“We are encouraged that the court has agreed with us that Barnet Council have failed to consult residents over measures that add up to the wholesale remodelling of local government.
Today’s judgment, although a setback, fundamentally changes very little.
We will support Maria Nash if she decides to appeal, but, in any case, our campaign against One Barnet outsourcing and for democratically accountable public services will continue because it has to our fight is just and goes on!”
Notes for editors
1. Barnet Council’s One Barnet programme includes the letting of two large contracts: Capita has been chosen to run the New Support and Customer Services Organisation (NSCSO) contract with Barnet Council, worth at least £320 million over 10 years and advertised in the Official Journal of the European Union as worth between £600 and £750 million. A second contract covering Development and Regulatory Services (DRS) worth £275 million over 10 years is being bid for by Capita Symonds and EC Harris.
Barnet Alliance for Public Services (BAPS), formed to defend and improve public services, supported Maria Nash’s legal challenge. Maria is not a member of BAPS.
Contact: Barnet Alliance tel: 07534 407703 http://barnetalliance.org
My artistic and scientific development run a parallel course. I studied physics at university and taught maths in secondary education until 1987. From 1982 to 1987 I attended evening classes in painting, print-making and sculpture. From 1987 to 2005 I exhibited and sold my work in Covent Garden, London , and at my OXO tower studio by the River Thames. The oeuvre was conventional, thematically nostalgic and stylistically dependant on late nineteenth- and early twentieth-century modes of representation. The art was rooted in a classical tradition. It was out of sympathy with the conceptual development in both art and science of the modern era. My art needed a revolution.
In 2005, some hundred years after the scientific revolution emerging from Einstein’s theory of special relativity, my artistic development caught up with the twentieth century. It became abstract in appearance; it was expressionistic in delivery and by chance stumbled into the twentieth century, which by then was just ending.
During this period I had begun to study, as an interested dilettante, developments in twentieth-century physics. I looked at relativity, both special and general, also at quantum mechanics, the standard model, field theory, string theory, and many other speculative theories. The art followed, stumbling by chance into string theory with photons and gravitons emerging from the nozzle of my replacement paint brush, a plastic bottle.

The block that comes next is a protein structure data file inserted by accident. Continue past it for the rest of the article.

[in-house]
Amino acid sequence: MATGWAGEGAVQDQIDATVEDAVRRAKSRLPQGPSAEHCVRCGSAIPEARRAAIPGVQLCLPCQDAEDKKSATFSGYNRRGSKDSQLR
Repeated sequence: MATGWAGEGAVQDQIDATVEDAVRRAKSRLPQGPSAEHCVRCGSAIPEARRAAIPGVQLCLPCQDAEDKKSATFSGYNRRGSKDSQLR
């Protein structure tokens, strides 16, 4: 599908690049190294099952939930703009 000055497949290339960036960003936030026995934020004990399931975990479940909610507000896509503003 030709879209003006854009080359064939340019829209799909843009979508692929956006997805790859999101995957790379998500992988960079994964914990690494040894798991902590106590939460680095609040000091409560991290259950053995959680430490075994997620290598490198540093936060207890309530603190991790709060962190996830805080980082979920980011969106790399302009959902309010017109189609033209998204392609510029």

Like Jackson Pollock I throw my paint at the canvas but with more energy and to my surprise a field of paint (analogous to a quantum mechanical force field) emerges as a worldsheet complete with photons and gravitons; as a Ricci flow perhaps.
Having reached the twenty-first century the art is catching up with the science.
There is much still to be explored: the Higgs field and the Higgs Boson, dark matter, dark energy and much else. I must keep abreast with the science coming from CERN and incorporate it into my art and not fall back into the false security of nineteenth-century science and representation!
View my action paintings as performance art on youtube at www.youtube.com/mikebernsteinartist
Click on the links below to see a sample of our media coverage.
Friern Barnet Community Library -
The People's Library
Mon 11th 6:00-7.30pm
Tue 12th 6:30-7:30pm
Wed 13th 10:00-1:00pm
Talk Direct Action/Occupy with Roehampton Uni
Wed 13th 11:15-11:45am
Drama and Rhyme time for toddlers (with local mum and Drama Teacher Sinead – CRB checked)
Thu 14th 11:15-11:45
Song and Story Time for toddlers (with local mum and pre-school teacher Tanya CRB checked)
Thu 21st 8:00pm-10:00pm
Open Mic Night
Fri 15th 6:00-7:30pm
Fri 15th 7:00-10:30pm
EARTH CIRCUS PRODUCTIONS PROUDLY PRESENTS EVOLUTION CABARET. A Celebration: "WE SAVED THE LIBRARY". Benefit raising funds for the library and paid librarians. Suggested Donation up to £5
Brianne O'Brien, a freelancer who works for the BBC, is coming to the library this pm (Monday) to talk to whoever is around.
Sent on behalf of BAPS
Stop the privatisation of Regulatory Services
The government is using Barnet Council as a pilot to privatise public services, leaving people without influence on policy through the ballot box and without a say in how their council is run and their council tax spent. We need to prevent the privatisation of Regulatory Services to ensure that councils fulfil their statutory duties to protect the health, and safety of residents.